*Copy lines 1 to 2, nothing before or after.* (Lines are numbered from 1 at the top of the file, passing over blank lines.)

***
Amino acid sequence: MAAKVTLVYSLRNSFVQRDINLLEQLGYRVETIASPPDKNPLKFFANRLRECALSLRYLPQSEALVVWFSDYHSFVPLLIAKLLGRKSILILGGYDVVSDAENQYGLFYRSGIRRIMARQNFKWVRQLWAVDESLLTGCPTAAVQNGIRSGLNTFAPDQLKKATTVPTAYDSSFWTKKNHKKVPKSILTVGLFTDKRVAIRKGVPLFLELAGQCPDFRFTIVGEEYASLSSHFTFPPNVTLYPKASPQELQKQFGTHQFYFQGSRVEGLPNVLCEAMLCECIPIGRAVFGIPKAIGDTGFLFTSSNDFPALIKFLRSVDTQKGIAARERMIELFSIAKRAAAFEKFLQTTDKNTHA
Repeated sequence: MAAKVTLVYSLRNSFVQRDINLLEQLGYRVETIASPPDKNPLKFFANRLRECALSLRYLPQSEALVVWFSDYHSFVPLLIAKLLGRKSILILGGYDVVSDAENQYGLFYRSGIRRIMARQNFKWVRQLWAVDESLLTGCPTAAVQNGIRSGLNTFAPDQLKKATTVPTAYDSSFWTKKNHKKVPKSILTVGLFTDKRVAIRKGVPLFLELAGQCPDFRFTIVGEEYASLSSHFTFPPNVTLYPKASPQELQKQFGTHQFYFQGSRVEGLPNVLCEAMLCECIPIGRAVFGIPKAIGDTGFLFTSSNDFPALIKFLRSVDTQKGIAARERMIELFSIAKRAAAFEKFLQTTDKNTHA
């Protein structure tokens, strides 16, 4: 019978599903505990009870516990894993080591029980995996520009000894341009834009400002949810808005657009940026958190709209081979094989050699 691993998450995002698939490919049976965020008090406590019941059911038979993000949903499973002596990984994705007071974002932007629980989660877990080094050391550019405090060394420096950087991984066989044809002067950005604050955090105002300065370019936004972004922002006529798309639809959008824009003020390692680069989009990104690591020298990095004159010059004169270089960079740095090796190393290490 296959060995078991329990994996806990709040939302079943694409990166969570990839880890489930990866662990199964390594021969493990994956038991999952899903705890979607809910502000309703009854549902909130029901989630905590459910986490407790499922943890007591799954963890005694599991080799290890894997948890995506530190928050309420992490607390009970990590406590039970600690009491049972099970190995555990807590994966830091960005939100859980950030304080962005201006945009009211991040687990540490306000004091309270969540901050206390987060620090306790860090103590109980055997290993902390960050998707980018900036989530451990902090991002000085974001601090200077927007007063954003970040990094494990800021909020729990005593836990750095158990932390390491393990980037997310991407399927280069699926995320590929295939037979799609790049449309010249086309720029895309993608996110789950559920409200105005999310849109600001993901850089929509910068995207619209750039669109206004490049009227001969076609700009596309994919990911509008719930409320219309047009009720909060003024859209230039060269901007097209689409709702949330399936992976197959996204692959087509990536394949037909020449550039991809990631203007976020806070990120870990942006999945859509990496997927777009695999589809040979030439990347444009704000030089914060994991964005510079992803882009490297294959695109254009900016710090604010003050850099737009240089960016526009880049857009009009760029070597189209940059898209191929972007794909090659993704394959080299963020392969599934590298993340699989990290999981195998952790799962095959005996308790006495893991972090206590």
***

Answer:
Amino acid sequence: MAAKVTLVYSLRNSFVQRDINLLEQLGYRVETIASPPDKNPLKFFANRLRECALSLRYLPQSEALVVWFSDYHSFVPLLIAKLLGRKSILILGGYDVVSDAENQYGLFYRSGIRRIMARQNFKWVRQLWAVDESLLTGCPTAAVQNGIRSGLNTFAPDQLKKATTVPTAYDSSFWTKKNHKKVPKSILTVGLFTDKRVAIRKGVPLFLELAGQCPDFRFTIVGEEYASLSSHFTFPPNVTLYPKASPQELQKQFGTHQFYFQGSRVEGLPNVLCEAMLCECIPIGRAVFGIPKAIGDTGFLFTSSNDFPALIKFLRSVDTQKGIAARERMIELFSIAKRAAAFEKFLQTTDKNTHA
Repeated sequence: MAAKVTLVYSLRNSFVQRDINLLEQLGYRVETIASPPDKNPLKFFANRLRECALSLRYLPQSEALVVWFSDYHSFVPLLIAKLLGRKSILILGGYDVVSDAENQYGLFYRSGIRRIMARQNFKWVRQLWAVDESLLTGCPTAAVQNGIRSGLNTFAPDQLKKATTVPTAYDSSFWTKKNHKKVPKSILTVGLFTDKRVAIRKGVPLFLELAGQCPDFRFTIVGEEYASLSSHFTFPPNVTLYPKASPQELQKQFGTHQFYFQGSRVEGLPNVLCEAMLCECIPIGRAVFGIPKAIGDTGFLFTSSNDFPALIKFLRSVDTQKGIAARERMIELFSIAKRAAAFEKFLQTTDKNTHA